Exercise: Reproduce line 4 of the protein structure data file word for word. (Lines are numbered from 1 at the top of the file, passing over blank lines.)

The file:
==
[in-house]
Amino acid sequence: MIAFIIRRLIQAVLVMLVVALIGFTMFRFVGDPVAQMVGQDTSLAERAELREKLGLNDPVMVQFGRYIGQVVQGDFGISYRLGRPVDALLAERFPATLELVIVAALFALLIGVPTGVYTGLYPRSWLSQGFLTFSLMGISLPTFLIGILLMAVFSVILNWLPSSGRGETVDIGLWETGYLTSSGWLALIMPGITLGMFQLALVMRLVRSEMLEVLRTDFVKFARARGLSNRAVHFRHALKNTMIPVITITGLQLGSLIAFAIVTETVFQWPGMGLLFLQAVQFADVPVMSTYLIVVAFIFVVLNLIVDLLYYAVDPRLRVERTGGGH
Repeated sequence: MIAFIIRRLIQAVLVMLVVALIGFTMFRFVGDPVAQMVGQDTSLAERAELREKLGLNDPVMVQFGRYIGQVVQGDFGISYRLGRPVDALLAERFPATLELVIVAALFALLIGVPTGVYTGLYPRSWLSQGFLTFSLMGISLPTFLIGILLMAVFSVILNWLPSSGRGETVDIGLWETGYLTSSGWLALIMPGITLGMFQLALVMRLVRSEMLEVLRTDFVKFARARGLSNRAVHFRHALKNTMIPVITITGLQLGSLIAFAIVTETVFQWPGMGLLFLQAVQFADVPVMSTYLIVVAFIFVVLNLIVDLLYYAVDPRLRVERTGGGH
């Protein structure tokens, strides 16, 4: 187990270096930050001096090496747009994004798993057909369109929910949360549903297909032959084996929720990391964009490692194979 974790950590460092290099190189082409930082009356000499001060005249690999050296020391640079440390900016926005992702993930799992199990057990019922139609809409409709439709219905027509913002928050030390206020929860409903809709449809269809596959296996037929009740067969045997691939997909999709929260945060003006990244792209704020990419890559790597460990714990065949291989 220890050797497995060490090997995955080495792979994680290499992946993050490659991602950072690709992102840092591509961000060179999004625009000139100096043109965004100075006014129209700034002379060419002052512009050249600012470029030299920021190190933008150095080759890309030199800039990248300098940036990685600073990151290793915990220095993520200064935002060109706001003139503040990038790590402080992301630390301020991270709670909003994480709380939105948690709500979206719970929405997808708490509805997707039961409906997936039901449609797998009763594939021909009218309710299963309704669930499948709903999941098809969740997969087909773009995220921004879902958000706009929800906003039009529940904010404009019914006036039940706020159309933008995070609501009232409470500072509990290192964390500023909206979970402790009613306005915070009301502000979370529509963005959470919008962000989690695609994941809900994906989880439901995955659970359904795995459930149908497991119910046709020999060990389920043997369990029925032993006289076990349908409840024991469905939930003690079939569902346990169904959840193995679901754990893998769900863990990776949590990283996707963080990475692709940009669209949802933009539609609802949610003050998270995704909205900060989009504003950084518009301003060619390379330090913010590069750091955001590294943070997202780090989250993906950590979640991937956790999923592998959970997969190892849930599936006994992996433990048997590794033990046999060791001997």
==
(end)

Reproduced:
């Protein structure tokens, strides 16, 4: 187990270096930050001096090496747009994004798993057909369109929910949360549903297909032959084996929720990391964009490692194979 974790950590460092290099190189082409930082009356000499001060005249690999050296020391640079440390900016926005992702993930799992199990057990019922139609809409409709439709219905027509913002928050030390206020929860409903809709449809269809596959296996037929009740067969045997691939997909999709929260945060003006990244792209704020990419890559790597460990714990065949291989 220890050797497995060490090997995955080495792979994680290499992946993050490659991602950072690709992102840092591509961000060179999004625009000139100096043109965004100075006014129209700034002379060419002052512009050249600012470029030299920021190190933008150095080759890309030199800039990248300098940036990685600073990151290793915990220095993520200064935002060109706001003139503040990038790590402080992301630390301020991270709670909003994480709380939105948690709500979206719970929405997808708490509805997707039961409906997936039901449609797998009763594939021909009218309710299963309704669930499948709903999941098809969740997969087909773009995220921004879902958000706009929800906003039009529940904010404009019914006036039940706020159309933008995070609501009232409470500072509990290192964390500023909206979970402790009613306005915070009301502000979370529509963005959470919008962000989690695609994941809900994906989880439901995955659970359904795995459930149908497991119910046709020999060990389920043997369990029925032993006289076990349908409840024991469905939930003690079939569902346990169904959840193995679901754990893998769900863990990776949590990283996707963080990475692709940009669209949802933009539609609802949610003050998270995704909205900060989009504003950084518009301003060619390379330090913010590069750091955001590294943070997202780090989250993906950590979640991937956790999923592998959970997969190892849930599936006994992996433990048997590794033990046999060791001997």